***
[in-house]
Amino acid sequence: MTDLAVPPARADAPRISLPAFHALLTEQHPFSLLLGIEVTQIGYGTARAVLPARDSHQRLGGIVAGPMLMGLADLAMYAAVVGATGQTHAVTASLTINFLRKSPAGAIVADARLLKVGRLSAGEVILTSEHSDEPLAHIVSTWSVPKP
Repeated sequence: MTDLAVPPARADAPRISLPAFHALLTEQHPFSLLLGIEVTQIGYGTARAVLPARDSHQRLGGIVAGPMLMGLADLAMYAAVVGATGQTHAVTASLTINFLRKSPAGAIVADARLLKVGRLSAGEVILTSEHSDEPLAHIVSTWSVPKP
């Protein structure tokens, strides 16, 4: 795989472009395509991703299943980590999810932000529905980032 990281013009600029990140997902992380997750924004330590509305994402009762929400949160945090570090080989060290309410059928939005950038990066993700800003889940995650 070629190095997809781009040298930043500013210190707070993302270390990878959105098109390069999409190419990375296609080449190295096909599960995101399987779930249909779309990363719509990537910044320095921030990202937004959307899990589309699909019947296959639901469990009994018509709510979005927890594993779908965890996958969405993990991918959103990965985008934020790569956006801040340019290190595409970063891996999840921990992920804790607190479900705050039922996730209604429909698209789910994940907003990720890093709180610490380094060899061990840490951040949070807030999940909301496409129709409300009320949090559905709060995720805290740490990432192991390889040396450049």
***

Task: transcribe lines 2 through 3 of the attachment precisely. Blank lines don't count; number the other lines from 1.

Amino acid sequence: MTDLAVPPARADAPRISLPAFHALLTEQHPFSLLLGIEVTQIGYGTARAVLPARDSHQRLGGIVAGPMLMGLADLAMYAAVVGATGQTHAVTASLTINFLRKSPAGAIVADARLLKVGRLSAGEVILTSEHSDEPLAHIVSTWSVPKP
Repeated sequence: MTDLAVPPARADAPRISLPAFHALLTEQHPFSLLLGIEVTQIGYGTARAVLPARDSHQRLGGIVAGPMLMGLADLAMYAAVVGATGQTHAVTASLTINFLRKSPAGAIVADARLLKVGRLSAGEVILTSEHSDEPLAHIVSTWSVPKP